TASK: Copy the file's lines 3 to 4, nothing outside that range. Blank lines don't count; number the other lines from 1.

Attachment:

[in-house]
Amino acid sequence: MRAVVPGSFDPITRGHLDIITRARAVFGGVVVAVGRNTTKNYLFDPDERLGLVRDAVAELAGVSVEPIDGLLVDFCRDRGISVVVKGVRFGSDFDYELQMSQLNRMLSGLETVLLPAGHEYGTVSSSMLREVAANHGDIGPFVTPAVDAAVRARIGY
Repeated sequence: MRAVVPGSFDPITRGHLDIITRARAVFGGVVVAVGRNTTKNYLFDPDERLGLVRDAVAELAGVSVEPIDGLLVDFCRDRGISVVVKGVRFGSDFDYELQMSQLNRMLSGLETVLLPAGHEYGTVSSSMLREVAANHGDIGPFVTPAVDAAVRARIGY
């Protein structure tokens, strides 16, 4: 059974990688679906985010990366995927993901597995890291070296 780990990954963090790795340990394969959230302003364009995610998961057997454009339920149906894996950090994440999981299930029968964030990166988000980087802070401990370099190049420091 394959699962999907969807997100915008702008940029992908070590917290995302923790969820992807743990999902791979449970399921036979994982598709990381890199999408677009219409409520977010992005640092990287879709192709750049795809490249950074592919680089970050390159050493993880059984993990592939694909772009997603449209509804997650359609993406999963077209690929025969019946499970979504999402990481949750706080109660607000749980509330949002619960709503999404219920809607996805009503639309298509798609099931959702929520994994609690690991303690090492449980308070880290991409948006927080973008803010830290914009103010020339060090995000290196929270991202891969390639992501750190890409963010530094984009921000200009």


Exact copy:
Repeated sequence: MRAVVPGSFDPITRGHLDIITRARAVFGGVVVAVGRNTTKNYLFDPDERLGLVRDAVAELAGVSVEPIDGLLVDFCRDRGISVVVKGVRFGSDFDYELQMSQLNRMLSGLETVLLPAGHEYGTVSSSMLREVAANHGDIGPFVTPAVDAAVRARIGY
């Protein structure tokens, strides 16, 4: 059974990688679906985010990366995927993901597995890291070296 780990990954963090790795340990394969959230302003364009995610998961057997454009339920149906894996950090994440999981299930029968964030990166988000980087802070401990370099190049420091 394959699962999907969807997100915008702008940029992908070590917290995302923790969820992807743990999902791979449970399921036979994982598709990381890199999408677009219409409520977010992005640092990287879709192709750049795809490249950074592919680089970050390159050493993880059984993990592939694909772009997603449209509804997650359609993406999963077209690929025969019946499970979504999402990481949750706080109660607000749980509330949002619960709503999404219920809607996805009503639309298509798609099931959702929520994994609690690991303690090492449980308070880290991409948006927080973008803010830290914009103010020339060090995000290196929270991202891969390639992501750190890409963010530094984009921000200009």